FIG. 4 is a plan view of an actual interferometer structure incorporating the present invention. The integrated central mirror unit is indicated by numeral 62. It includes a beamsplitter structure 64, a first adjustably-mounted folding mirror 66, and a second adjustably-mounted folding mirror 68.
The exterior of a stationary retroreflector is shown at 70, and that of a movable retroreflector at 72, the latter being driven by a motor 74. The moving structure is supported on suitable anti-friction bearings, such as roller bearings or air bearings.
As discussed in detail in U.S. Pat. No. 4,537,508 (the disclosure of which is incorporated herein by reference), in addition to the IR analytical beam, interferometer spectrometer systems also generally utilize a laser beam to clock the sampling of detector signals, and a white light beam to start each spectral scanning sweep at the identical point in the spectrum. In FIG. 4 of this disclosure, the laser source is indicated at 76, and the white light source at 78. A small mirror 79 mounted on folding mirror 66 provides the offset between the white light and IR interferograms.
The IR source in FIG. 4 may be a separate module which is attached to the side of the interferometer housing. Its radiation is directed toward the beamsplitter by optical elements enclosed in a beam input structure 80. The analytical beam will follow a path 82 toward the beamsplitter surface 84, and will be partially reflected toward movable retroreflector 72, and partially transmitted toward stationary retroreflector 70.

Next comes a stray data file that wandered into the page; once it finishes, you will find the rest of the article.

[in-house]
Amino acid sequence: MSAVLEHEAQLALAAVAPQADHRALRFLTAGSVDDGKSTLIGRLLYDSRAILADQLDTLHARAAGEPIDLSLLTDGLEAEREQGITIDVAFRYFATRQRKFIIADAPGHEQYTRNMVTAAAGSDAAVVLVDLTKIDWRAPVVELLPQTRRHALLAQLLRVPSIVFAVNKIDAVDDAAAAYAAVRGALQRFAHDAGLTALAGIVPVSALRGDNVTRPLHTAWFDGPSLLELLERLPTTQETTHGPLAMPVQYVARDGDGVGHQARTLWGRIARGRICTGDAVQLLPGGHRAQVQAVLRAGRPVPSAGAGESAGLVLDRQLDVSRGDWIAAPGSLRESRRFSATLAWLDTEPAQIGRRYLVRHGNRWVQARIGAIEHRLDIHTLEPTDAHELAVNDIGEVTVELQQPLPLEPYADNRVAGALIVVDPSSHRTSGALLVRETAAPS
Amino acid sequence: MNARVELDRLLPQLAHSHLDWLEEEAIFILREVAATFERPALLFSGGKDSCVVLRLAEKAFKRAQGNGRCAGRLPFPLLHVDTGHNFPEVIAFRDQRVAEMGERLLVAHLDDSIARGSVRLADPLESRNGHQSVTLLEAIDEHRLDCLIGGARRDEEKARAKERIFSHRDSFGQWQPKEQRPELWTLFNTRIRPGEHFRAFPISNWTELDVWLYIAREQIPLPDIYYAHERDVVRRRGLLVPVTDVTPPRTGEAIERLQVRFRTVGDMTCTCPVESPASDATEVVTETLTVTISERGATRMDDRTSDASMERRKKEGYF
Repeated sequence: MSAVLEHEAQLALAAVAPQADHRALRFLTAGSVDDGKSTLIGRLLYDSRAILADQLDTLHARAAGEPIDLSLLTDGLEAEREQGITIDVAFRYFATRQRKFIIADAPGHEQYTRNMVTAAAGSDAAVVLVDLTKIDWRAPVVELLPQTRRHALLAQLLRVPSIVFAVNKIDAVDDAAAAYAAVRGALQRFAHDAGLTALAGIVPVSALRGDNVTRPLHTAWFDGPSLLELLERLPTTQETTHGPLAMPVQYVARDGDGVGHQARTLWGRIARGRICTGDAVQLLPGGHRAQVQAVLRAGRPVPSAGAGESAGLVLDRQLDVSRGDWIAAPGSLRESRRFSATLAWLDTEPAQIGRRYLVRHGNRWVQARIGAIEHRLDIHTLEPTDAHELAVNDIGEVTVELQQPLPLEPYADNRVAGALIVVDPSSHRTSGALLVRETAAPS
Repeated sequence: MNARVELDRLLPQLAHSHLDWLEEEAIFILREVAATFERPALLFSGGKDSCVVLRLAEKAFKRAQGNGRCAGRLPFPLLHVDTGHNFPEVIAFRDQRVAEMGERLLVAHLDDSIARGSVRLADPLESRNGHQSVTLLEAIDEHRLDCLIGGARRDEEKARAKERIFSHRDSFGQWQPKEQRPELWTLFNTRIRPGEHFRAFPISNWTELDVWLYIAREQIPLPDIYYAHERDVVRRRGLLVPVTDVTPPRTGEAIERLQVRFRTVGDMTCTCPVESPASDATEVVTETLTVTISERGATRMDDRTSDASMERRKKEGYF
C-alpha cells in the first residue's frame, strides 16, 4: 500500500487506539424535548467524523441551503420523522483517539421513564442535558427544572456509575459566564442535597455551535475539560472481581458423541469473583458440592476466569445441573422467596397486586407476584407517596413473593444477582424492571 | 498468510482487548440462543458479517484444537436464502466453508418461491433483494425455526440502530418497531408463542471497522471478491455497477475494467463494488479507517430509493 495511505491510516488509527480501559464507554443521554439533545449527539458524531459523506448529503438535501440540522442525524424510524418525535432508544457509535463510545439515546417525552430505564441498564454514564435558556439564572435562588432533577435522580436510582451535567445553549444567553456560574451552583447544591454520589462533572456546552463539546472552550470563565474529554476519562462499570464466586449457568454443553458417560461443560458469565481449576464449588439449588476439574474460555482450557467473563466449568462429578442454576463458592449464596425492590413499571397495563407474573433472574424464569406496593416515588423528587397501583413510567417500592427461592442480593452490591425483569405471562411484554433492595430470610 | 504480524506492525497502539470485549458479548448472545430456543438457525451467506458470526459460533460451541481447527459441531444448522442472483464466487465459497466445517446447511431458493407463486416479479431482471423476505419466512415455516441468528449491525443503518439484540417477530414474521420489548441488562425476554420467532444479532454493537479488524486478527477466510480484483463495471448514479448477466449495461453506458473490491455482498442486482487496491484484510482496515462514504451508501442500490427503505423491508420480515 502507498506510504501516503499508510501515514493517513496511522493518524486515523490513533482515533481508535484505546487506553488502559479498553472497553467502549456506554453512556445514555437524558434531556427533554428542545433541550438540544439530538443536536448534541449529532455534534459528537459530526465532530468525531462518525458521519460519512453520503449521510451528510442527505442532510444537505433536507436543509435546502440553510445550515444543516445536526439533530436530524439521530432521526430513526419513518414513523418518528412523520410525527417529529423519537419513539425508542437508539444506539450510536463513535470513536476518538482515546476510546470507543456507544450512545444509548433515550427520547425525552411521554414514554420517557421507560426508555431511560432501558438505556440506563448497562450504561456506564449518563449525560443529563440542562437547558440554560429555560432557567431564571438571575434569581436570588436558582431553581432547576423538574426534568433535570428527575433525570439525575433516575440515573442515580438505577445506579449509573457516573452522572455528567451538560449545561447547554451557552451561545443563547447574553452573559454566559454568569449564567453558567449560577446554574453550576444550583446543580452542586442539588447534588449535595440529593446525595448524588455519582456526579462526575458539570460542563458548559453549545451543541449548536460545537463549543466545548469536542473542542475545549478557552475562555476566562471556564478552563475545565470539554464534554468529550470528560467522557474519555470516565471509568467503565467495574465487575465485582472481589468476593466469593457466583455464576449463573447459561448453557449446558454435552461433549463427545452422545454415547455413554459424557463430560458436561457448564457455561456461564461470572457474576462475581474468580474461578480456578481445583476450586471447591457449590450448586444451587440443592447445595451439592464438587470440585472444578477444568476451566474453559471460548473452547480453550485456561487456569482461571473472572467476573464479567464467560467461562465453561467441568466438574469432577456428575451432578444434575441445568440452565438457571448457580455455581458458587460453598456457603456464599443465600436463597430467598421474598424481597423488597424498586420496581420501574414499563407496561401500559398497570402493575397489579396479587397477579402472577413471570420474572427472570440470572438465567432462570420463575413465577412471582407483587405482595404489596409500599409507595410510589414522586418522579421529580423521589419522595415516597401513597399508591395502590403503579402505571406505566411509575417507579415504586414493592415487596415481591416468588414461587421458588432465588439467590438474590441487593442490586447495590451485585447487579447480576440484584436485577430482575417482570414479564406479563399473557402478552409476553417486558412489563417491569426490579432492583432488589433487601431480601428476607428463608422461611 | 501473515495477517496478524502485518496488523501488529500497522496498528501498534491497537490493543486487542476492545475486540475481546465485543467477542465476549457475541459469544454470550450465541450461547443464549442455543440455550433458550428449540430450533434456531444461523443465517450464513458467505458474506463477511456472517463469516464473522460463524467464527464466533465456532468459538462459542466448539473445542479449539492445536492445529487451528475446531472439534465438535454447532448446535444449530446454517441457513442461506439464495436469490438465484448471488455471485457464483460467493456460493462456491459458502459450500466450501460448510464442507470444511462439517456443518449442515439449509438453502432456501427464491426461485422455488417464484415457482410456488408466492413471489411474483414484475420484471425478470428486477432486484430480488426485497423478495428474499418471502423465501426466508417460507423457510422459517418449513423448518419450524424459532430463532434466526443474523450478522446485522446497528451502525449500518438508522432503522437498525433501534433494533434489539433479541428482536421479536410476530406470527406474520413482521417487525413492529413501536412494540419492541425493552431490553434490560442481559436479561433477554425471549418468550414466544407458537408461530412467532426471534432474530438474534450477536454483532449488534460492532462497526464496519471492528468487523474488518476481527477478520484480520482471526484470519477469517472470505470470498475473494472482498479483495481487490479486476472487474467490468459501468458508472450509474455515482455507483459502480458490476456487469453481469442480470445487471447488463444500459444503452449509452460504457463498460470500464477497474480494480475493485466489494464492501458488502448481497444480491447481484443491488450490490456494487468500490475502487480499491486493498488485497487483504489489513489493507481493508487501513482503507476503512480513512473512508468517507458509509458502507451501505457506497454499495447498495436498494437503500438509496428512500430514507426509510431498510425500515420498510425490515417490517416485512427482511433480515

FIGS. 5-10 show in detail the structure of the integrated central mirror unit 62, except that the beamsplitter has yet to be installed in unit 62. The arrows numbered 7, 8, 9 and 10 in FIG. 5 identify the respective side views shown in FIGS. 7, 8, 9 and 10. A base plate 90 provides a support and floor for the other elements of unit 62. The open portion 92 of floor 90 (FIG. 5) is the area to which the beamsplitter will be secured. Two mirror support members 94 and 96 are secured to floor 90. Mirror support member 94, which supports folding mirror 68, is smaller than mirror support member 96, which supports folding mirror 66. The reason for this size disparity of support members 94 and 96 is that mirror 68 is supported by a hinge which permits adjustment motion around a vertical axis; and mirror 66 is supported by a hinge which permits adjustment motion around a horizontal axis.